Advantages of having a classical tradition include: not having to re-invent the wheel, providing us with a mark to attain, allowing us to relax and enjoy a quality with resonance and re-assurance, letting our emotions connect with and soar through the ages.

Where classics are turned into a cannon, or an elite, or a season of exclusion, and a reason to put others down, then those classics have lost confidence and are risking demise. If something is beautiful beyond doubt, why not let others learn to enjoy it?  And how do we pay for this?

Take music, for example. The music of nature: bird song, bee buzzing, the running of waves onto a beach, or the sighing of breeze through the trees; these are calming and beyond compare. The roar of a volcano, the crack of thunder inspire fear. Then men and women made instruments of sound and created “classical” music – qawaali, messiah and sitar – so that our souls reach out to something greater than ourselves, to give others a gift of imagination, to interpret life as being more than survival, reproduction and death. Music made by humans has transcended nature’s abstract chimes? Might we traverse the universe?

One of the intriguing schisms in music is how people attach themselves to a type of music and then disrespect the choice of others. The state, the elite, expect taxpayers to fund “classical” music, but the ordinary and poor people pay for their rock stars and rap artists. How can we find a way through this inequality and unfairness? How can we explain different viewpoints and allow the authenticity of diversity and our own ability to be creative? Yes, we need the classical tradition, to develop a breadth and depth to our love of music. But can we also celebrate and appreciate the depth and breadth of the talents of McCartney and Jayzee; and their entrepreneurial skill at creating music that does not require subsidy, indeed contributes hugely to culture and taxes?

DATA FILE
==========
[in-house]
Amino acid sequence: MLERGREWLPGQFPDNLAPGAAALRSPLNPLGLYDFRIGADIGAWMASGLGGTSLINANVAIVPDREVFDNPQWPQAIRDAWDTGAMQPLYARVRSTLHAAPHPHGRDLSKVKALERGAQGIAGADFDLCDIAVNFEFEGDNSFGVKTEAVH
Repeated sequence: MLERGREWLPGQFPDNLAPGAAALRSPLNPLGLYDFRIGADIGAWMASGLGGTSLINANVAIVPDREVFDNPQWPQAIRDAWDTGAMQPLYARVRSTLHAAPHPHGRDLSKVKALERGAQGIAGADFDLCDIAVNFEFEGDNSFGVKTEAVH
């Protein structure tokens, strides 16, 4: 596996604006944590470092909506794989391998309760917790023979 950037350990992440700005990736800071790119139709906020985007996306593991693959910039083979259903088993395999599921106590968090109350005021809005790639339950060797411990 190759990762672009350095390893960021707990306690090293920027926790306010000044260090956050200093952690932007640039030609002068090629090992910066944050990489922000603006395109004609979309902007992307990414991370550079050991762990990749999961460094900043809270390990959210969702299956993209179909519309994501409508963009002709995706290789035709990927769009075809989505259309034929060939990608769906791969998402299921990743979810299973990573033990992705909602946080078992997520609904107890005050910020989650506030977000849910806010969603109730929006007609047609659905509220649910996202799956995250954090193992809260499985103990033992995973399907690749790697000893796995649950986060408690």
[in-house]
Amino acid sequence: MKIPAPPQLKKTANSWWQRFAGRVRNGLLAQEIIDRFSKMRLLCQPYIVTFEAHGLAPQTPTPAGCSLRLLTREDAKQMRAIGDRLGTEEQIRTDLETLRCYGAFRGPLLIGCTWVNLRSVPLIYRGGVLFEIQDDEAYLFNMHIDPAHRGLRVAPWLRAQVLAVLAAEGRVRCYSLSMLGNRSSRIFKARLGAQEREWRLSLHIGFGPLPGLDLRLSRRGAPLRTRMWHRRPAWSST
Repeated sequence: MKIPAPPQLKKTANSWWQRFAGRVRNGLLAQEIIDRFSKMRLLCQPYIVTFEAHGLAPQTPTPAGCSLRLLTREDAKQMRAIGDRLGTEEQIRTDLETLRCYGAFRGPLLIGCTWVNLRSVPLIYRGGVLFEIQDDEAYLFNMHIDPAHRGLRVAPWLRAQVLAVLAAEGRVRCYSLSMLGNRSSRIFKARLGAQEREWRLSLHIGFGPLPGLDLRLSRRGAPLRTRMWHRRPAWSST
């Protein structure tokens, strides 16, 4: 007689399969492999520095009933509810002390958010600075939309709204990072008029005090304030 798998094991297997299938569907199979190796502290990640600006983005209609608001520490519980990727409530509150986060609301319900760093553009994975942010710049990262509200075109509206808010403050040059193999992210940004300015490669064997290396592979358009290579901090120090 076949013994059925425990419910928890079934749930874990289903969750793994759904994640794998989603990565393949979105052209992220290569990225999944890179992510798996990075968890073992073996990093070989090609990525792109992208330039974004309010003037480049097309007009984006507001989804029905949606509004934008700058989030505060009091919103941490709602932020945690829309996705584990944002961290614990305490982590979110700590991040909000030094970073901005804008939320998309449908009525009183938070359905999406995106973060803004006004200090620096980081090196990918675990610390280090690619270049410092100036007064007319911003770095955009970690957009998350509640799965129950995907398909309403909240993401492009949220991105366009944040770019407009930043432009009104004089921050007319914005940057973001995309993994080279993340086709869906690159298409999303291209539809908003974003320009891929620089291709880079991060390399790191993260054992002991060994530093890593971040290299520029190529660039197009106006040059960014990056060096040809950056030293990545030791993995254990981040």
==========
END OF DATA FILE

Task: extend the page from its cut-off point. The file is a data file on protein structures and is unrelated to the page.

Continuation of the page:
The zealots of the idolatory of classical music have at least a quartet of turnkeys: snobbery and belittling and they get into positions of authority locking up and protecting their own position and deliberately keeping down emerging talent. These guys form the backbone of bureaucracies (a cross-fertilisation of type) and if they’re not managed effectively they soon start hampering, hindering, blocking, harassing, denigrating, denying and then covering their own tracks. Surely it is within our ken to find a way of releasing the creativity in each person and allowing us to make a contribution.

If classical traditions can educate and enthuse our community, while at the same time giving ordinary people opportunities to be creative, then the world of music and dance, or performance, of architecture and visual art can be part of each person’s life. We are already observers and a large percentage practitioners? And the creative impulse will, like the waves on a beach, wash over the destructive engines of war, allowing them to decompse back into earth, becoming a trace of history and a warning to future generations.

Those of us who love jazz, soul, rap and rock, when we have matured a bit, readily admit to an adoration of classical tradition. Who could fail to be transported by the playing of Ravi Shankar, the voice of Nusrat Fateh Ali Khan, or the piano of Grieg?

Then you realise that those who attach themselves to classical music, in opposition and imagined superiority to popular music, are still in the infancy of their love for music, still at the teat. Music is a way of defining their emerging character, racked by self-doubt and envy. Their viewpoint is as unfortunate as “the only music worthy of praise is by Meat Loaf.”

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